Cambodia Part 1.


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Asia » Cambodia
December 6th 2010
Published: December 6th 2010
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Our first stop in Cambodia was Phnom Penh. Getting off the bus here we were faced with a ridiculous amount of tuk tuk drivers trying to get us to go with them to get commission from a guest house they would choose for us. I know this is 'the way' of doing things but I also know that rarely will the accommodation they're offering be the cheapest and often they will blacken the reputation of perfectly good places to benefit themselves. I understand the reason for this but essentially everyone in Cambodia needs money from tourists so I would always rather give it to someone who is a little less pushy.

Anyway, rant over. When we got to the hotel, we realised this town was going to be a bit of a chill. Our livers were bruised and although everyone said Cambodia was cheap, Phnom Penh was actually more expensive than all of 'Nam. On the Sunday, we decided we would do the touristy stuff- namely The Killing Fields and the S21 Prison. It's funny thinking back to that morning- we got our tuk tuk to the Fields but it wasn't until we got there that I really comprehended what we were about to see. The site we were to visit was that of many victims of the Khmer Rouge who persecuted anyone perceived as deviant from their own beliefs. At this site, thousands of bodies were dug up after the regime ended.

I knew it wasn't going to be a light-hearted day out but I think in hindsight I had been rather blasé about the whole thing. As soon as you enter the gates to the site, you are drawn to a large monument. This is where the skulls, other bones and clothes of the dug-up victims are kept. They are all classified according to age and sex and placed in order accordingly. This completely shocked me. I've never seen a dead body and have a very naive view of the morality of human life due to the fact (touch wood) that the only person I've lost is my Great Nan who was over 100. I found the whole thing really upsetting and this was only worsened when walking around the fields and seeing the burial sites. We didn't get a tour-guide but other people had and when I listened to the venom in the voice of one of the tour guide’s, I got really choked up.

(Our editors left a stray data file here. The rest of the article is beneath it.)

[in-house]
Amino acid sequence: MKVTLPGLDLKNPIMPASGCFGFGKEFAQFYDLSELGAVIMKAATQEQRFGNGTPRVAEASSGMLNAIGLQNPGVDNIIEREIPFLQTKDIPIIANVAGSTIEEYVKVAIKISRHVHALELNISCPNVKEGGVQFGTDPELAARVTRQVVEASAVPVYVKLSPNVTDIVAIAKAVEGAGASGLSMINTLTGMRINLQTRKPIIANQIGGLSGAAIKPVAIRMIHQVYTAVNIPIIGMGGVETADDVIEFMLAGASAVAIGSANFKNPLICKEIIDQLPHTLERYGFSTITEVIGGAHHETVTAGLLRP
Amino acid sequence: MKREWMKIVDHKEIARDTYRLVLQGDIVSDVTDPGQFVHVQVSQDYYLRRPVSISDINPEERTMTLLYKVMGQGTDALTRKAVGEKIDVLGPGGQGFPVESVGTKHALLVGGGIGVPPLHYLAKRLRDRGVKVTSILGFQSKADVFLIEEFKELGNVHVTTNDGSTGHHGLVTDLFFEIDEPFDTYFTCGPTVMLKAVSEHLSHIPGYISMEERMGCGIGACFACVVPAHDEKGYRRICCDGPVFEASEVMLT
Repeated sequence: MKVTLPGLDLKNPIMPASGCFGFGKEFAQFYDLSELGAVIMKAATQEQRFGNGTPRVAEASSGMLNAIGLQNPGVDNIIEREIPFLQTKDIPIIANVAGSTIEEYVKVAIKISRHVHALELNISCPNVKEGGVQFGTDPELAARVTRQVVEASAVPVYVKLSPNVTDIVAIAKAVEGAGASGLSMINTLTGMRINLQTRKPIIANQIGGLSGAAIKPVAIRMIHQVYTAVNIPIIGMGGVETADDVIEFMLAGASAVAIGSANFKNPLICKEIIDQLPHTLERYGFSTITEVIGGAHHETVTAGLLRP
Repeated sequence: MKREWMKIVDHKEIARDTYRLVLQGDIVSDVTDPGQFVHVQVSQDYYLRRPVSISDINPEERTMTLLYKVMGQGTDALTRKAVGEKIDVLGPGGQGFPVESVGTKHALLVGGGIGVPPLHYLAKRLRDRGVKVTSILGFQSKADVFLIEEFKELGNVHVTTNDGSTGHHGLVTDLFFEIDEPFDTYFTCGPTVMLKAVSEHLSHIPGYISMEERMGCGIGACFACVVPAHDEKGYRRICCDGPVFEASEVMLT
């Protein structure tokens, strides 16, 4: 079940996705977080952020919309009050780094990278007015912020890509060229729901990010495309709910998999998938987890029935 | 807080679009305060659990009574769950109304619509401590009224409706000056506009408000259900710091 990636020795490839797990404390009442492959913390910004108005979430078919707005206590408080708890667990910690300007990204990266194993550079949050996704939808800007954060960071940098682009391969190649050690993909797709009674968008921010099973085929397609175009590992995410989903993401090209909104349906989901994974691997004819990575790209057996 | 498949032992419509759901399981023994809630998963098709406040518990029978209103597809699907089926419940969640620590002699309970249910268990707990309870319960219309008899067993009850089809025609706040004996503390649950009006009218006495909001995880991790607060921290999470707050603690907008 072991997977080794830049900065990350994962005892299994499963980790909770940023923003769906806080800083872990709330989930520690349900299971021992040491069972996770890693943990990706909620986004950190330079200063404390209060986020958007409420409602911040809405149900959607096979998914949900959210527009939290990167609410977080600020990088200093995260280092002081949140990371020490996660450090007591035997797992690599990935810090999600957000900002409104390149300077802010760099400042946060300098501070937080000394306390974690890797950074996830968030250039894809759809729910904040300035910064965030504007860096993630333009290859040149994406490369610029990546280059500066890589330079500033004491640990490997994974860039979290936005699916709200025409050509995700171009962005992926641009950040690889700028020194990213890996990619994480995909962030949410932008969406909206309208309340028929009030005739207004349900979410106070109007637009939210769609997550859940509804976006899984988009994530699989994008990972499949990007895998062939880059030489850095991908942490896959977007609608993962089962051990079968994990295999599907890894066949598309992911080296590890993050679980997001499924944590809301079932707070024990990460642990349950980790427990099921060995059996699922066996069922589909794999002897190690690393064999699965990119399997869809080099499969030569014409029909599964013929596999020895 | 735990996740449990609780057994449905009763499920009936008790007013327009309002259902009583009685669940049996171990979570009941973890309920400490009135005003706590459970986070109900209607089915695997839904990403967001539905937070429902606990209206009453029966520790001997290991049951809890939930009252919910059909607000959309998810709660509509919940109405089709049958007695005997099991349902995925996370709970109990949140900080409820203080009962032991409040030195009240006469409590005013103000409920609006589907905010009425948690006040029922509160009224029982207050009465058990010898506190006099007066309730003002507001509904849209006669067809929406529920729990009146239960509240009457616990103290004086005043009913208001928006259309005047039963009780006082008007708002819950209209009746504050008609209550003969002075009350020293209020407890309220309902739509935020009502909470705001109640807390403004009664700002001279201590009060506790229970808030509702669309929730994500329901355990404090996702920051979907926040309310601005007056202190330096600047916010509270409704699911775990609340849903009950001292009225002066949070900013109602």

Later that day we went to the S-21 prison which was another site of torture during the regime. It used to be a school which somehow makes I more chilling. In most of the rooms, there were beds and tools used for torture. In one of the rooms there was a box that would have been used for excrement. It wasn't just prisoners who were killed but also their family members. There were pictures of hundreds of the victims. Seeing these blank, motionless faces and knowing their fate was really horrific.

The whole thing was really traumatic. I found it really hard to stomach and afterwards felt that I wanted to talk about it but there really was nothing to say. What struck me the most was how little I knew about this. Similarly with the Vietnam War, this regime is something that I am ashamedly ignorant about and this is something that I am going to change. Until I had come here, if someone had asked me to think of examples of mass genocide, this wouldn't have even crossed my mind- indeed I'm sure the most resonate image is that of World War two and the victims of concentration camps. It's crazy to think of the recentness of this and the mass destruction that was caused. The fact that so many people still alive today were directly affected by the Khmer Rouge is almost unfathomable.

So Phnom Penh was quite a tough experience and certainly not trivial... However, just when things were getting a bit heavy, we rocked up at Siem Reap, a surprisingly good party town.


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